Department of Leadership and Organizational Psychology


Accreditation

Learn more about the Department of Leadership and Organizational Psychology.

Admission

University graduate admission and program acceptance requirements must be met before an application is complete (see the Admission to the University section of this catalog).

Learn more about program-specific application requirements.

International students applying for the department’s Azusa-based programs have a separate application procedure. Contact the International Center at +1-626-812-3055 for more information.

Programs Offered

GLDR 500, Academic Writing Skills, 3 Units

This course improves the academic writing skills of students who intend to pursue graduate work in the M.A. in Global Leadership program. Students attain knowledge, skills, and awareness of various writing tasks, including summaries, critiques (book and/or article reviews), data commentaries, and research papers. In addition to analyzing various forms of academic writing, students also focus on discourse-level and sentence-level mechanics, vocabulary, and grammar structures. Students also learn to adhere to APA formatting while avoiding unintentional plagiarism. Pre-writing, drafting, and revising are addressed through interactive exercises such as interviews and peer editing. To the extent possible, assignments are tied to the students' graduate coursework. This course is a supplemental course that does not count toward degree completion of either the M.A. in Organizational Leadership or the M.A. in Global Leadership.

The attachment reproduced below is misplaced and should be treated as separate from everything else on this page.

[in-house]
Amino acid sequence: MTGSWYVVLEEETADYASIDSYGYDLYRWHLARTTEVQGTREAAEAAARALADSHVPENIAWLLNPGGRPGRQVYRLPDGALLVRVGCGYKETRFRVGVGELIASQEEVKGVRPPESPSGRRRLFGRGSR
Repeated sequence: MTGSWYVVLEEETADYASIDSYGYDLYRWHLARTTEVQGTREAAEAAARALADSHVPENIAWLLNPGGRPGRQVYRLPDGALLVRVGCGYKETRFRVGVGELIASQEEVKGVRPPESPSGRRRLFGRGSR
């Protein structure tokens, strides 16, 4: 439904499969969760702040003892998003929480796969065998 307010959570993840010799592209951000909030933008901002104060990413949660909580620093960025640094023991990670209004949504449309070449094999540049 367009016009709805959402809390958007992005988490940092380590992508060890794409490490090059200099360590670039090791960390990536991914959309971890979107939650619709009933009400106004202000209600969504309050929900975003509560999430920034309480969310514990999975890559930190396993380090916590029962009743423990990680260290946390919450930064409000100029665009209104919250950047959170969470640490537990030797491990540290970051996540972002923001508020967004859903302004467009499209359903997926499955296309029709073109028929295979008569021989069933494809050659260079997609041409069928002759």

Prerequisite: GLDR courses offered for M.A. in Global Leadership students only. M.A. in Leadership students should enroll in LDRS courses.

GLDR 501, Foundations of Global Leadership Theory and Practice, 3 Units